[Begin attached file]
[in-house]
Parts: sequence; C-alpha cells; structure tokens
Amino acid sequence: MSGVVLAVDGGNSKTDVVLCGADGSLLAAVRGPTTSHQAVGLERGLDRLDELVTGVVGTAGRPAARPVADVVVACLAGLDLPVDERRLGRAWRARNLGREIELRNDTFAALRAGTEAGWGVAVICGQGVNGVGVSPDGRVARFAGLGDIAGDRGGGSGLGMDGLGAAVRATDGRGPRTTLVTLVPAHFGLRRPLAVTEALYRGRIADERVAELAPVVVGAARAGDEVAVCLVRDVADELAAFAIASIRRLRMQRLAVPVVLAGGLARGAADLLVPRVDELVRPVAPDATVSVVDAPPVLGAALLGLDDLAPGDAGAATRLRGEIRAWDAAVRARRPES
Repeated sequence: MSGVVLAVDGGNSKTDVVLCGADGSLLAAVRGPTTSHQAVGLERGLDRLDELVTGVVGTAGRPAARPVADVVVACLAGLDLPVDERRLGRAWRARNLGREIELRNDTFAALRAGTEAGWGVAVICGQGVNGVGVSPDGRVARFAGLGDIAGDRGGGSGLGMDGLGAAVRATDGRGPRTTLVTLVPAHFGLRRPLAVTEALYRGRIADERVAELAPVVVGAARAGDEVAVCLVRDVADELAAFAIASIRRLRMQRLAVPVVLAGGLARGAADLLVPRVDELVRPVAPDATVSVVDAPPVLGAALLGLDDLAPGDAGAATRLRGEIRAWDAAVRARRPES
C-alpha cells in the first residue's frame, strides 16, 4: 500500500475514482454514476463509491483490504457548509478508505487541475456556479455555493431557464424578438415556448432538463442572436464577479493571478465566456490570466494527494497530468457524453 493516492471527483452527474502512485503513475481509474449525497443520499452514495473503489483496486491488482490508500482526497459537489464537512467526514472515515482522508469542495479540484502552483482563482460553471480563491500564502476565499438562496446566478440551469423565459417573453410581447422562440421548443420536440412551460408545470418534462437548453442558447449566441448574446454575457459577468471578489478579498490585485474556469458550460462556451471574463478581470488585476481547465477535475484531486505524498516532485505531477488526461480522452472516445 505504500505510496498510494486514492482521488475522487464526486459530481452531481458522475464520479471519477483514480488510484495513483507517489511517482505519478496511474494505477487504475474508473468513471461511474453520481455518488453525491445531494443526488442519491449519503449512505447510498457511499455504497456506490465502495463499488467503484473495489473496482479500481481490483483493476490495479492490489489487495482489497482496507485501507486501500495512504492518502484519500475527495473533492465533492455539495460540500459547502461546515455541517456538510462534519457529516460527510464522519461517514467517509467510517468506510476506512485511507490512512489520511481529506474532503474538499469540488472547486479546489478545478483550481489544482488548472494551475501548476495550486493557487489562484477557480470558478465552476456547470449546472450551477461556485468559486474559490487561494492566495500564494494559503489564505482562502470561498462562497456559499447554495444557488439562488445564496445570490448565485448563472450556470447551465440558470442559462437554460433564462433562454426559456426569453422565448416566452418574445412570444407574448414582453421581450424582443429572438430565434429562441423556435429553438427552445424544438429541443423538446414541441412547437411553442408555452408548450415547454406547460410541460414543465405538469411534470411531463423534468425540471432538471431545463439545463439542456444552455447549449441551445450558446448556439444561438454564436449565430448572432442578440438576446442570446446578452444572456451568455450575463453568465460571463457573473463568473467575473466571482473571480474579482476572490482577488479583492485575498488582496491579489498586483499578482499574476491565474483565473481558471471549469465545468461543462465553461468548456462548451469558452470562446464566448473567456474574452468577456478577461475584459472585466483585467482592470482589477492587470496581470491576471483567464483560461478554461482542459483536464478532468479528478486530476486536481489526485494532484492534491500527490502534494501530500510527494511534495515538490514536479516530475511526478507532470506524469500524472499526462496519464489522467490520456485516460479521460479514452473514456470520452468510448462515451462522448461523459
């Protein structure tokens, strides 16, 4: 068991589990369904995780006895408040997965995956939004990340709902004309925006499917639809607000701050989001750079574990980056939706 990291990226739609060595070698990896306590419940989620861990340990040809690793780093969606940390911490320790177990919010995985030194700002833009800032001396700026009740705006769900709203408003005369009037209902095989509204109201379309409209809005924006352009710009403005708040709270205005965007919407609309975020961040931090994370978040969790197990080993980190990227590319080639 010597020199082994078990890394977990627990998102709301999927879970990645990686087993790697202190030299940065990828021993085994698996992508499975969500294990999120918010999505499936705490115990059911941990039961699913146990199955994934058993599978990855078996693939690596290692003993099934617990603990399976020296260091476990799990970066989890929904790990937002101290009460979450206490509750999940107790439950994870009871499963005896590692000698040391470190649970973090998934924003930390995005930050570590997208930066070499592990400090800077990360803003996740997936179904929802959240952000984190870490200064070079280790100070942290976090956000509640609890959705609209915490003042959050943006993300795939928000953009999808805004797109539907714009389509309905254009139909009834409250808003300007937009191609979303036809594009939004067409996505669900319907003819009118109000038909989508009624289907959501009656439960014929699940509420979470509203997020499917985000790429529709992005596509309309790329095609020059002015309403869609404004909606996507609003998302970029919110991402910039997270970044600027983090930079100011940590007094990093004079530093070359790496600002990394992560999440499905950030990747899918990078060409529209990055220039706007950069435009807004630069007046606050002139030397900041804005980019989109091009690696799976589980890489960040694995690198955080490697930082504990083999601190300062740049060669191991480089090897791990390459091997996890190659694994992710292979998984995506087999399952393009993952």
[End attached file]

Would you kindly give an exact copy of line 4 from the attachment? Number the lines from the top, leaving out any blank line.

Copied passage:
Repeated sequence: MSGVVLAVDGGNSKTDVVLCGADGSLLAAVRGPTTSHQAVGLERGLDRLDELVTGVVGTAGRPAARPVADVVVACLAGLDLPVDERRLGRAWRARNLGREIELRNDTFAALRAGTEAGWGVAVICGQGVNGVGVSPDGRVARFAGLGDIAGDRGGGSGLGMDGLGAAVRATDGRGPRTTLVTLVPAHFGLRRPLAVTEALYRGRIADERVAELAPVVVGAARAGDEVAVCLVRDVADELAAFAIASIRRLRMQRLAVPVVLAGGLARGAADLLVPRVDELVRPVAPDATVSVVDAPPVLGAALLGLDDLAPGDAGAATRLRGEIRAWDAAVRARRPES